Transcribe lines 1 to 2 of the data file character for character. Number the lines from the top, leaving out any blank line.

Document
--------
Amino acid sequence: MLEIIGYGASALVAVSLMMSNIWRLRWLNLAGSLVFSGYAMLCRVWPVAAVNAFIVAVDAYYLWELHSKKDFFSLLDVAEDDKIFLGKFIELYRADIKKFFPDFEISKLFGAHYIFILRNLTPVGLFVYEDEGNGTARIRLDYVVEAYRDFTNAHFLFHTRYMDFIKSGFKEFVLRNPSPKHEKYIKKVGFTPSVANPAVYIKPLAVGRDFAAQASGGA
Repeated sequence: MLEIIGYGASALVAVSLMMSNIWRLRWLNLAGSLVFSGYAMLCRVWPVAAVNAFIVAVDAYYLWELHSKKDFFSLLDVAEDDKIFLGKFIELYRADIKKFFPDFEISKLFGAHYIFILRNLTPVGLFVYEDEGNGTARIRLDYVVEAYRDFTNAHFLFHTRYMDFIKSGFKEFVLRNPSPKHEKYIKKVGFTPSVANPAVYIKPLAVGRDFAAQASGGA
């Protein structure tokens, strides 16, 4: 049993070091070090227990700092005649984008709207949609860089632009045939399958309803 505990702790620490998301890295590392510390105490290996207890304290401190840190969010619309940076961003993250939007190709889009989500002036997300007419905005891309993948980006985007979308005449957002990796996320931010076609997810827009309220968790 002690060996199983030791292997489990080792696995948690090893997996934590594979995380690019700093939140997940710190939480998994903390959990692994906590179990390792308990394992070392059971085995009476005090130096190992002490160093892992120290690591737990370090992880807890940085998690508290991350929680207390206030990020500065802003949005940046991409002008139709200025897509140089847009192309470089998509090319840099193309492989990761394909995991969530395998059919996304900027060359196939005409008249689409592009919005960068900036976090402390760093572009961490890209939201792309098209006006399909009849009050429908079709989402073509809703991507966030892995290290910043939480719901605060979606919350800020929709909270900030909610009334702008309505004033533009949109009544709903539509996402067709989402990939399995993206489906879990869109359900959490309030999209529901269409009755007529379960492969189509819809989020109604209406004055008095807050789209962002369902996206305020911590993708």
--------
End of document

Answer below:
Amino acid sequence: MLEIIGYGASALVAVSLMMSNIWRLRWLNLAGSLVFSGYAMLCRVWPVAAVNAFIVAVDAYYLWELHSKKDFFSLLDVAEDDKIFLGKFIELYRADIKKFFPDFEISKLFGAHYIFILRNLTPVGLFVYEDEGNGTARIRLDYVVEAYRDFTNAHFLFHTRYMDFIKSGFKEFVLRNPSPKHEKYIKKVGFTPSVANPAVYIKPLAVGRDFAAQASGGA
Repeated sequence: MLEIIGYGASALVAVSLMMSNIWRLRWLNLAGSLVFSGYAMLCRVWPVAAVNAFIVAVDAYYLWELHSKKDFFSLLDVAEDDKIFLGKFIELYRADIKKFFPDFEISKLFGAHYIFILRNLTPVGLFVYEDEGNGTARIRLDYVVEAYRDFTNAHFLFHTRYMDFIKSGFKEFVLRNPSPKHEKYIKKVGFTPSVANPAVYIKPLAVGRDFAAQASGGA